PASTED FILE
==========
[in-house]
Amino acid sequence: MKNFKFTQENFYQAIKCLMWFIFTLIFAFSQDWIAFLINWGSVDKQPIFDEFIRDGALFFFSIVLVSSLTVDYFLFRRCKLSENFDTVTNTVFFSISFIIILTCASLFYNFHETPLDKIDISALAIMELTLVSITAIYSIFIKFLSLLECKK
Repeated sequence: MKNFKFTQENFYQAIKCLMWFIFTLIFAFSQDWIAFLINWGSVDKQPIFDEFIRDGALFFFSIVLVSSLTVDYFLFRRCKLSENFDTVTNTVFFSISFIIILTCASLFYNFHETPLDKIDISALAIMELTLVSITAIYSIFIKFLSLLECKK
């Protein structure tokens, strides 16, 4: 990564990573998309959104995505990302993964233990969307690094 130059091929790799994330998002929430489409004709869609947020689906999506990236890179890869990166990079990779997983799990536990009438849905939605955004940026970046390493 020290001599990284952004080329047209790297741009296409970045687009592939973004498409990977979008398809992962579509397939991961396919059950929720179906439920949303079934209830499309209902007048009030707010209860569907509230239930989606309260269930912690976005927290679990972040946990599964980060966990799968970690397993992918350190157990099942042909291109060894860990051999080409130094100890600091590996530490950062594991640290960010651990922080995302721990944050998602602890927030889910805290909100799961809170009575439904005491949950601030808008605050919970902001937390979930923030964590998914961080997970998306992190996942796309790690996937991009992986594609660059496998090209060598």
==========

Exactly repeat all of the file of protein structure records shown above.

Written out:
[in-house]
Amino acid sequence: MKNFKFTQENFYQAIKCLMWFIFTLIFAFSQDWIAFLINWGSVDKQPIFDEFIRDGALFFFSIVLVSSLTVDYFLFRRCKLSENFDTVTNTVFFSISFIIILTCASLFYNFHETPLDKIDISALAIMELTLVSITAIYSIFIKFLSLLECKK
Repeated sequence: MKNFKFTQENFYQAIKCLMWFIFTLIFAFSQDWIAFLINWGSVDKQPIFDEFIRDGALFFFSIVLVSSLTVDYFLFRRCKLSENFDTVTNTVFFSISFIIILTCASLFYNFHETPLDKIDISALAIMELTLVSITAIYSIFIKFLSLLECKK
């Protein structure tokens, strides 16, 4: 990564990573998309959104995505990302993964233990969307690094 130059091929790799994330998002929430489409004709869609947020689906999506990236890179890869990166990079990779997983799990536990009438849905939605955004940026970046390493 020290001599990284952004080329047209790297741009296409970045687009592939973004498409990977979008398809992962579509397939991961396919059950929720179906439920949303079934209830499309209902007048009030707010209860569907509230239930989606309260269930912690976005927290679990972040946990599964980060966990799968970690397993992918350190157990099942042909291109060894860990051999080409130094100890600091590996530490950062594991640290960010651990922080995302721990944050998602602890927030889910805290909100799961809170009575439904005491949950601030808008605050919970902001937390979930923030964590998914961080997970998306992190996942796309790690996937991009992986594609660059496998090209060598």